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Landscaping a dark area - what would you do?

(18 Posts)
shovetheholly Thu 18-Feb-16 10:23:25

My garden is on a fairly steep but gradual slope downwards - there's nothing I can do about it!

I'm having an extension done and trying to think about ways to deal with this level change in terms of the transition between indoors and outdoors. One of the ideas I like is to have a kind of floating area outside the house (like in this picture) with steps down. However, while I think the 'terrace' in this picture is lovely, the garden is woeful!! I want much more of a feeling of the outside/inside transition being blurred than this - my extension is going to be modern, but in a softer way than this (green roof, cedar shingles).

Landscaping-wise, what should I put underneath a terrace like that? I think you can see that grass does not look very good. I am wondering about having a pool of very dark water over which the steps would pass but I'm worried whether it would just be too dark for this?

Kr1stina Thu 18-Feb-16 11:57:13

I'm sorry I'm not very good at imagining things without photos/ drawings .

So I think you are asking what do do plant wise with a dark area - Is that right ?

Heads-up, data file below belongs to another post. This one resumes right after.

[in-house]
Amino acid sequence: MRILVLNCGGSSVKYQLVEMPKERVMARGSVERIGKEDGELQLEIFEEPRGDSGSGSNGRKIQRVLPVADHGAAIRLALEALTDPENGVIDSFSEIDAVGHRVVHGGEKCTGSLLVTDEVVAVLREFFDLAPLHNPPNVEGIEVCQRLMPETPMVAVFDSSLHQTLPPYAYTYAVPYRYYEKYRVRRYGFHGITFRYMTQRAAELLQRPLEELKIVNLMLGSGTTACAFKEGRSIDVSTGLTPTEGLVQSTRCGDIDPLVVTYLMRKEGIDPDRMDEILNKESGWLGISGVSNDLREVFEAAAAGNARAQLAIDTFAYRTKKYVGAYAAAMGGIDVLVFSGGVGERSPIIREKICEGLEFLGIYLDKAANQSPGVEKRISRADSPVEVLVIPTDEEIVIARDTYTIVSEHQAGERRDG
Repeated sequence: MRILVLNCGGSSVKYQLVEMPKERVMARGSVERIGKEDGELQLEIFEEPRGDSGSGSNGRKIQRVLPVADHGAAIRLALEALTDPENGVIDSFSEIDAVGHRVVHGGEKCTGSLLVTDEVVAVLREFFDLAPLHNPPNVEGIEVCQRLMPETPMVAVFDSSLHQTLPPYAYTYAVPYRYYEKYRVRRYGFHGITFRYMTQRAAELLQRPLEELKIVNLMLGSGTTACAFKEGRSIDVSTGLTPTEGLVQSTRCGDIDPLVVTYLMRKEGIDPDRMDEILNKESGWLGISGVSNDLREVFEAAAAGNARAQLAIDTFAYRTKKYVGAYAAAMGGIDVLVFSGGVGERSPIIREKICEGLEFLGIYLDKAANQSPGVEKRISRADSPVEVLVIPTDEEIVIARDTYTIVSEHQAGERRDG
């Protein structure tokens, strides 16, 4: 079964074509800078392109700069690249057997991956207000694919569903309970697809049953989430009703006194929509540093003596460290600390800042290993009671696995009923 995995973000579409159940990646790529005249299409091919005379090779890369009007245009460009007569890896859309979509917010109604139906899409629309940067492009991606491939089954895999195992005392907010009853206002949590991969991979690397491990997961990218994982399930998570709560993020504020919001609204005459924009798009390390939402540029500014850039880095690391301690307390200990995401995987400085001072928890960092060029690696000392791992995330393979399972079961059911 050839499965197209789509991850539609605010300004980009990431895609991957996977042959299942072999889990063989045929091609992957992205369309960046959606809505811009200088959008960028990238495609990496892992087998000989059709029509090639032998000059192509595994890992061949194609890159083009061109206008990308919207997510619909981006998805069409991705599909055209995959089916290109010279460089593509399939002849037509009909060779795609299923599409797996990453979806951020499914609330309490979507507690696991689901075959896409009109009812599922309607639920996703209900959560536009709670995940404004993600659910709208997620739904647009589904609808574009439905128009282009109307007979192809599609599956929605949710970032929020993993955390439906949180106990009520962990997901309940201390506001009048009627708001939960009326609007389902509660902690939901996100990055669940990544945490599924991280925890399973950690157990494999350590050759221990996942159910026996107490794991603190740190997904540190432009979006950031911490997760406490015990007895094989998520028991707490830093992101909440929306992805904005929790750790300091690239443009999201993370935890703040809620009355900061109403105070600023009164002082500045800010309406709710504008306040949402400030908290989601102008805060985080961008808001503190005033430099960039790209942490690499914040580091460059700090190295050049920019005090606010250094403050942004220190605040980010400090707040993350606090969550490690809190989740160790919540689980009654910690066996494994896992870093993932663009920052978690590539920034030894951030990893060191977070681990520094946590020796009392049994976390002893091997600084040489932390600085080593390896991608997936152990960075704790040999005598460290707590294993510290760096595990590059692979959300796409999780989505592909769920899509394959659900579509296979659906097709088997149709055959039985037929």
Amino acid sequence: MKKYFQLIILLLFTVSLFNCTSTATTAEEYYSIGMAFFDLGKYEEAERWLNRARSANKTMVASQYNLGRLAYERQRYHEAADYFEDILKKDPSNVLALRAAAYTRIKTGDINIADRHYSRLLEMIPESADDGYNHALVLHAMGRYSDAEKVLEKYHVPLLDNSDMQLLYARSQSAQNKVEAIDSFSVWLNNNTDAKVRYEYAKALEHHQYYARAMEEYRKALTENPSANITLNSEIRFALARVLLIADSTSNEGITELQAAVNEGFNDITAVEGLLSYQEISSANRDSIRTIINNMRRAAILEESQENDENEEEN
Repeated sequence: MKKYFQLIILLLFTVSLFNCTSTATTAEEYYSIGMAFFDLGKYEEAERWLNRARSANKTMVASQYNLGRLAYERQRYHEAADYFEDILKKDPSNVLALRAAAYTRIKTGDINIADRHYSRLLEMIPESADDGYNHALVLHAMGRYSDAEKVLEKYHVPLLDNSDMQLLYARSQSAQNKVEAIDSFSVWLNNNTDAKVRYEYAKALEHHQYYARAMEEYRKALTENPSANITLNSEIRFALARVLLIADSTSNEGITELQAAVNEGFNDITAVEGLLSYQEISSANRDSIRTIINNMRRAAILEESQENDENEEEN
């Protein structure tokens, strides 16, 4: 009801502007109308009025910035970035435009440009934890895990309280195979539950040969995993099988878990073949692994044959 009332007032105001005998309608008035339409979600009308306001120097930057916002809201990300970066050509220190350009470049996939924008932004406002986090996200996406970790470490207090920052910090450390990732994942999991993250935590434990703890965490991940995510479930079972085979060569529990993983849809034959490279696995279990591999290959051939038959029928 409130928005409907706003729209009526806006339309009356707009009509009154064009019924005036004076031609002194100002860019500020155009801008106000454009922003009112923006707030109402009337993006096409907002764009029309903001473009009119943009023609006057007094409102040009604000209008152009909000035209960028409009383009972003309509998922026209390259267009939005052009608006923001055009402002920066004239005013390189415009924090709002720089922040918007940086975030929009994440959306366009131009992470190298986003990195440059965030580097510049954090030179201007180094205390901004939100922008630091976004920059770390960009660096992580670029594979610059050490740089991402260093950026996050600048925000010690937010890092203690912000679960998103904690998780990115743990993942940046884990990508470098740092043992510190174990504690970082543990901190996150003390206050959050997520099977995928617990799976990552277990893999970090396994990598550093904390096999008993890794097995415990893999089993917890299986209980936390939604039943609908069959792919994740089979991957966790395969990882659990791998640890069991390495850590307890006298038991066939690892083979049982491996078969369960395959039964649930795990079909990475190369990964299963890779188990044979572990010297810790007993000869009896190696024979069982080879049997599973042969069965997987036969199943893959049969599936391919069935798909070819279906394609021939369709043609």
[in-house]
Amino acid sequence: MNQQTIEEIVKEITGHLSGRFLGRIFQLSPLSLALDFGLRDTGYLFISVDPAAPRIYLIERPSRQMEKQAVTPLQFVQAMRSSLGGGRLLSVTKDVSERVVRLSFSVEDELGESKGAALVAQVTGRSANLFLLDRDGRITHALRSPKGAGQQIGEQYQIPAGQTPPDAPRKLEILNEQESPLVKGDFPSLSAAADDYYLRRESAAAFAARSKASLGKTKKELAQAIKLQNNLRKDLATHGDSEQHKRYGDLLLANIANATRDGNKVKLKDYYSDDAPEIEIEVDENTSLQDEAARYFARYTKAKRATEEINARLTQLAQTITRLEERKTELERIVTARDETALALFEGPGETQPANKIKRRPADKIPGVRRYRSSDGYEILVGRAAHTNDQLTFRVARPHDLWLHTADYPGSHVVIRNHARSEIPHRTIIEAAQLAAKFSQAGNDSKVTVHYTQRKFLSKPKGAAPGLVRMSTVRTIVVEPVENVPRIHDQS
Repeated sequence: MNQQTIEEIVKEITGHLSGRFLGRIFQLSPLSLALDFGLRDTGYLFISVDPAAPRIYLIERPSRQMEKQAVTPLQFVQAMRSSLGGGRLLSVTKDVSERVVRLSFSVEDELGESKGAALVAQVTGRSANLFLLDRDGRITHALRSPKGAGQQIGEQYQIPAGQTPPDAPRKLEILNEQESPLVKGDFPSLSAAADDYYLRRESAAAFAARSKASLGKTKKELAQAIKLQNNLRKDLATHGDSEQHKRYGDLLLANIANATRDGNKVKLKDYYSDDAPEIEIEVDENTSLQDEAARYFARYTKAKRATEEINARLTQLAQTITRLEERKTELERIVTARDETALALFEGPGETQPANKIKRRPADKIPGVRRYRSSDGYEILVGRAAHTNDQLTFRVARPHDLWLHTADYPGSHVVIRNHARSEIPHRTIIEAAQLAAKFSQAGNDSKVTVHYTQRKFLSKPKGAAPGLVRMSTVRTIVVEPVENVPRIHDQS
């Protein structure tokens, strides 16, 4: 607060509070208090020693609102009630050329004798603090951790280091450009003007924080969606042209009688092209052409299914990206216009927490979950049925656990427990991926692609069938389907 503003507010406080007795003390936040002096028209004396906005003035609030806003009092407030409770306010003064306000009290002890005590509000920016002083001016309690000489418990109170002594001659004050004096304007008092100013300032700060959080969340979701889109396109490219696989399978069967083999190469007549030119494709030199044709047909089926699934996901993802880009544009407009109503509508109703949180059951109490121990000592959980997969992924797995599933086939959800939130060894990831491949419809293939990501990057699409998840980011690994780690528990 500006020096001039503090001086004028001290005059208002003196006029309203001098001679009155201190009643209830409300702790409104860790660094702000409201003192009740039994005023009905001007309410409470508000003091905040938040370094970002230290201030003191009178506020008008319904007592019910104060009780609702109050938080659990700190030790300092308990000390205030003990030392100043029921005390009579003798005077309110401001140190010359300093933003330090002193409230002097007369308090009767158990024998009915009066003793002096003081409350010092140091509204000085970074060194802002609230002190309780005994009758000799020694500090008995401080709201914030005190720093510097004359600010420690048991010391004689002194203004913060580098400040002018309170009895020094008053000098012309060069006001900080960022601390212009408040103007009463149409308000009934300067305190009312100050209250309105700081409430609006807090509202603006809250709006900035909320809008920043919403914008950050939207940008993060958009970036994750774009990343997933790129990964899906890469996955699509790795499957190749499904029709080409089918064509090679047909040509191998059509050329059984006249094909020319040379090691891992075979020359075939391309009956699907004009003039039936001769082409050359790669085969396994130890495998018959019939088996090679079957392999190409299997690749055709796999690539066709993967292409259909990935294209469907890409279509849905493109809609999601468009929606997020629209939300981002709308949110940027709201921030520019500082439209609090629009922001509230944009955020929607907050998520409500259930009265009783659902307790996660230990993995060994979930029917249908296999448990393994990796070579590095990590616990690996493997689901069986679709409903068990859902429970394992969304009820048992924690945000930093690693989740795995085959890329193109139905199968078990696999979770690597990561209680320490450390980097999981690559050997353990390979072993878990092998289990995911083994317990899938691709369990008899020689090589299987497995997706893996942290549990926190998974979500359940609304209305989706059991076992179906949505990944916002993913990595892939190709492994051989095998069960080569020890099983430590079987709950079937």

I'm assuming it will be dark and damp , giving your general garden conditions, as it's just sheltered by the deck, not under it.

Ferns ,grasses and hosts would work. Not much maintenance, variety of textures .could get some colours from variegated and golden grasses, although might revert if too dark .

Water - sounds nice but might not be very practical as high maintenance to keep it looking good. You could have it very shallow and dye the water black, but you'd need a good pump system to keep the water clear. Need to fish out leaves etc every day to keep it looking like those at Chelsea. You notice every little bit in a small pond .

I think a minimalist water feature probably needs a minimalist style garden to go with it .

You might find its more trouble than it's worth and resent the work it takes when it's not even a plant, if that makes sense.

We have a medium sized pond but we have a few fish ( who eat algae ) and plants ( which keep the water clean and disguise random fallen Leaves ) and a pump that runs for more than half the year. It's half in semi shade . It's a bit of work but worth it as

plants and fish are pretty
Kids love the fish